In India, there are over 600,000 cooperatives (co-ops) with 240 million members. In these mostly rural co-ops, producers are trapped in exploitive cycles of poverty without the skillsets, capital, or opportunities necessary to succeed. Using the crafts and handloom sector as an example, we’ll illustrate the current supply chain inefficiencies and the key factors contributing to the exploitation of producers. Based on these learnings, we’ll explore how two companies are using innovation to disrupt the cycle and redistribute margins to create a new paradigm of Business as Usual.
Inefficiency and exploitation in the supply chain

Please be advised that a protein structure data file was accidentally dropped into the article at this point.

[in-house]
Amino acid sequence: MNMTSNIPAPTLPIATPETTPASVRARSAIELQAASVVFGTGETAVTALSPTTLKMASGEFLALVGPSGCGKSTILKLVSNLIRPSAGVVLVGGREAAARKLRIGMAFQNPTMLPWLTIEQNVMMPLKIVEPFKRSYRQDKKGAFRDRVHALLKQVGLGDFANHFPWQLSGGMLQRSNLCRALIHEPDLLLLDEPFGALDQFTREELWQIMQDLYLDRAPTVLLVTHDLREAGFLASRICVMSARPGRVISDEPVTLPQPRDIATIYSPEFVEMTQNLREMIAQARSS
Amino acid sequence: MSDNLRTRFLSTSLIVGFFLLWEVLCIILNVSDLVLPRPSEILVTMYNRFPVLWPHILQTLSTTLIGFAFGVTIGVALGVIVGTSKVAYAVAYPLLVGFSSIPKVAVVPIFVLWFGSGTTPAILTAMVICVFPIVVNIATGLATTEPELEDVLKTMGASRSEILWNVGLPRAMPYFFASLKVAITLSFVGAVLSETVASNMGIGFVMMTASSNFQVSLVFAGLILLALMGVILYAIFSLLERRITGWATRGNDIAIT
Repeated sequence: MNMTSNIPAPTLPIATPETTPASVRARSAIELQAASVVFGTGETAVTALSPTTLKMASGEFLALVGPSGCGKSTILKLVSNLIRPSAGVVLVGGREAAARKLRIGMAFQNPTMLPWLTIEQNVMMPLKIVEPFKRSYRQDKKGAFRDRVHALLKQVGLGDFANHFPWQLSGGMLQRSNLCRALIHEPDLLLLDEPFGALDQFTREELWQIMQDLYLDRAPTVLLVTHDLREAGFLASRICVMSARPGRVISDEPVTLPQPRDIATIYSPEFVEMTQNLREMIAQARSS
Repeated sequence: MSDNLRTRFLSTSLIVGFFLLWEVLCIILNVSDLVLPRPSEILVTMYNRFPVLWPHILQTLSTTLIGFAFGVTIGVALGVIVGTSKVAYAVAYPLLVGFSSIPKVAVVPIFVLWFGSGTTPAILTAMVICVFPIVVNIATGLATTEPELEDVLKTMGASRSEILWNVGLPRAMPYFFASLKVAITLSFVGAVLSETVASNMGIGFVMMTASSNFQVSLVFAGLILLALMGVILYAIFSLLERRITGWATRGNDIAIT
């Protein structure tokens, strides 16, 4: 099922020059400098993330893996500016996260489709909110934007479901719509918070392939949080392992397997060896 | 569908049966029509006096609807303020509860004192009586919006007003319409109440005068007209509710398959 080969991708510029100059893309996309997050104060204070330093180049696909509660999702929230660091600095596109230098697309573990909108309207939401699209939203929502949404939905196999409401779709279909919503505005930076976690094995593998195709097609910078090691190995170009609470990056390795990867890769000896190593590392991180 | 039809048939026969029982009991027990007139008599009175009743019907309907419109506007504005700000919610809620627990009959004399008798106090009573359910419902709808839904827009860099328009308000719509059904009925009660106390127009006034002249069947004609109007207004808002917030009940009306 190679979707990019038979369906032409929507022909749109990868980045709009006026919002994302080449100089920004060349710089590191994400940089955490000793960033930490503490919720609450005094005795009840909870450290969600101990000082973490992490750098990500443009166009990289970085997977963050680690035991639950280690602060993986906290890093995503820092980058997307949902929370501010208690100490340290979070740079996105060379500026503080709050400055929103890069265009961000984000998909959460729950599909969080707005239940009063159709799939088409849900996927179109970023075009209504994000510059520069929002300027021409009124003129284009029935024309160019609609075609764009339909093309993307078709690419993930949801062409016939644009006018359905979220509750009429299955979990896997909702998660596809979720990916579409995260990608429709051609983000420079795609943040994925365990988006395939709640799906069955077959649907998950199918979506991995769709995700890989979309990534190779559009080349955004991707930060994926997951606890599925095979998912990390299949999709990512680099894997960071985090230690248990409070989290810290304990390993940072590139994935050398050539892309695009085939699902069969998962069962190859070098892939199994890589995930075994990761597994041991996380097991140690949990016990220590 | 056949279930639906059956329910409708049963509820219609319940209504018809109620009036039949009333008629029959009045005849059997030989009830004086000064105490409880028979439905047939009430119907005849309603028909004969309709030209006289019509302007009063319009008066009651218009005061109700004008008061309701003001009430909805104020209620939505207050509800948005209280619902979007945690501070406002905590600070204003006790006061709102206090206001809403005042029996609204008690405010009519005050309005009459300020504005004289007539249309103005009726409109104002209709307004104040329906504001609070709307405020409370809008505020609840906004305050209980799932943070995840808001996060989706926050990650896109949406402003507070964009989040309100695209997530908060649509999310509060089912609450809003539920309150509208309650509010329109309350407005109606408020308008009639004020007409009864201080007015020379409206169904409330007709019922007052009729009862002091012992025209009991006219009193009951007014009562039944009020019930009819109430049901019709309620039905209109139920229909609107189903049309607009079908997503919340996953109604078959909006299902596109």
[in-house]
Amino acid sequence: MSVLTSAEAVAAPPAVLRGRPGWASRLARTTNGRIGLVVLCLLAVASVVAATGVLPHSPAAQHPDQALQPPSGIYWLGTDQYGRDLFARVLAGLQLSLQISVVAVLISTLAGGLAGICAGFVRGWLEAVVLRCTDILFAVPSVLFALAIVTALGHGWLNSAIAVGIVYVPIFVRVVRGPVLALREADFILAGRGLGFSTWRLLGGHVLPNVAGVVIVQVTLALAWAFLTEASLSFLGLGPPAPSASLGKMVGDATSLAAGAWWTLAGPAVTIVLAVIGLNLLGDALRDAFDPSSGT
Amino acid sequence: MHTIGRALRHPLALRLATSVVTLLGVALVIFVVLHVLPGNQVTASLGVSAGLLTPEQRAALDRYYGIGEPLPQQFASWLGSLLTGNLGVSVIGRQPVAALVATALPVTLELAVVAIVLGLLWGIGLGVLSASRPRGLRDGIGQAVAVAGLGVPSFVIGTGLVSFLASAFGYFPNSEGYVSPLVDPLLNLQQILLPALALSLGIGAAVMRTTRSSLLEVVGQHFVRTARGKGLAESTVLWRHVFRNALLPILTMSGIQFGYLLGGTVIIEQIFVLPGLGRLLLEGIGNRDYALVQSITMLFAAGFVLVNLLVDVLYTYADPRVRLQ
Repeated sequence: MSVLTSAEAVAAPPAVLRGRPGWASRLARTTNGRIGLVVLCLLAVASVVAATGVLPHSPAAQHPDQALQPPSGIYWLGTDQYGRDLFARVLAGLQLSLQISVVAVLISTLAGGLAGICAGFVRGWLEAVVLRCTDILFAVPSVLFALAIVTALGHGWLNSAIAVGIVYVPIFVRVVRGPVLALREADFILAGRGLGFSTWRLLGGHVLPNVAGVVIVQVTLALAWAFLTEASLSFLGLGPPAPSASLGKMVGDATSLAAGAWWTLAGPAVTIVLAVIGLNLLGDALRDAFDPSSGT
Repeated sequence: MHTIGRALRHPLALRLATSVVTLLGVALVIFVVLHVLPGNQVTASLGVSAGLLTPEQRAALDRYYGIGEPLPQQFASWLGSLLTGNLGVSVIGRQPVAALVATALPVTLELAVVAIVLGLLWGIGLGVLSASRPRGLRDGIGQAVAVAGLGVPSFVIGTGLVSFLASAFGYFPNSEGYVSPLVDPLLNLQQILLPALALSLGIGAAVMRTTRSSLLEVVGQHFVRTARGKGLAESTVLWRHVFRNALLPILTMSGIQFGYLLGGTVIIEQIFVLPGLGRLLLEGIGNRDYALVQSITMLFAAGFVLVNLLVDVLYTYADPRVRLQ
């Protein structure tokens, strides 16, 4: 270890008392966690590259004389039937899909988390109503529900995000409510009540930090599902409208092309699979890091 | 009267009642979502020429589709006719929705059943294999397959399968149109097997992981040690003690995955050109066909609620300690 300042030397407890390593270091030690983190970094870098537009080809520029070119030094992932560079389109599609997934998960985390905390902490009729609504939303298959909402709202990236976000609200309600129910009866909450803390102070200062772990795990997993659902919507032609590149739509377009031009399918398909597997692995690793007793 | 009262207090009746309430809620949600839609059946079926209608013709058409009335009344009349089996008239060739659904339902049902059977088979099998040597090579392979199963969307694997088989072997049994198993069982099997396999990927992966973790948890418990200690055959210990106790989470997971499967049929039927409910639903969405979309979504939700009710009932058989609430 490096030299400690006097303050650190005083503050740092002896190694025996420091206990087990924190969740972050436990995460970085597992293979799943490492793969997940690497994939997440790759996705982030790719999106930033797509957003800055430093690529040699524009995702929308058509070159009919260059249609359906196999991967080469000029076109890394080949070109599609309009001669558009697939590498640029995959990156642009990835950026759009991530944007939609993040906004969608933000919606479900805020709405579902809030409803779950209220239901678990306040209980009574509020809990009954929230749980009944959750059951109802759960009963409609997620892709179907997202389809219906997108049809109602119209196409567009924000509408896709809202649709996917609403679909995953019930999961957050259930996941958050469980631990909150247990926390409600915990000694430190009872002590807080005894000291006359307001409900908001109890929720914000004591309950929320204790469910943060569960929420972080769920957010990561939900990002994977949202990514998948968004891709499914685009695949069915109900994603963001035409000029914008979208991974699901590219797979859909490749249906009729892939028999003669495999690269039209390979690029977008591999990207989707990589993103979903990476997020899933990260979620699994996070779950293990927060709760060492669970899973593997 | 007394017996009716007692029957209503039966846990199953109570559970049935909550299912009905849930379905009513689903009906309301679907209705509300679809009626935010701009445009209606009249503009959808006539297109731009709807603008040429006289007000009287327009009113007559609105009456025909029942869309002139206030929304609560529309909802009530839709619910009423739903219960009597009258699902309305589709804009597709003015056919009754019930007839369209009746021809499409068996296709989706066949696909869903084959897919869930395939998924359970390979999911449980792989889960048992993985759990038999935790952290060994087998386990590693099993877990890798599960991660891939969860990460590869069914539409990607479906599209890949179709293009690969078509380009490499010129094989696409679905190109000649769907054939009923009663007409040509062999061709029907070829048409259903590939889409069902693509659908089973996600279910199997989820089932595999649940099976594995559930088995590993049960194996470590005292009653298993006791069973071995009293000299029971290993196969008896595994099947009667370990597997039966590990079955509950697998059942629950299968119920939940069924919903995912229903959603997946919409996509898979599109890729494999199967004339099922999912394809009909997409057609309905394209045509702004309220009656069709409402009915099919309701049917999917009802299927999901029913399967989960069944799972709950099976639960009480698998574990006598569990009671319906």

India’s handloom/craft sector is a RS 24,300 crore industry with more than 70 lakh artisans, half of which are disbursed across 24,000 co-ops averaging a hundred members each. For insight into the larger supply chain, its helpful to understand how margins are distributed to key players at the per unit level. In the craft sector, artisans acquire raw materials for RS 100, utilize their skills to create a finished good, and then sell them to traders for RS 110-120. The finished good is sold through multiple layers of traders until distributors and retailers at the end of the supply chain purchase it for RS 160-180. The final price of the product to the consumers is around RS 250 to 300. As a result, in the current supply chain, inefficient intermediaries in aggregate receive a margin of 150-200%. Meanwhile, producers are seeing only 10-20% profit margins at best; at worst, producers are forced to sell by weight, in lieu of quality, in order to remain solvent. Adding to their challenges, producers often have to borrow funds to purchase raw materials, further impacting margins and/or locking them into unscrupulous distributors who finance their materials. In addition to challenges associated with pricing, multiple layers of intermediaries insulate producers from consumers, leaving them unable to assess market trends to create differentiated products. Due to lack of differentiation and the control of intermediaries within the supply chain, artisans are forced to operate in a distorted market where their products are being sold as if they were commodities. This inevitably leads to the question: Why are artisans allowing this to occur?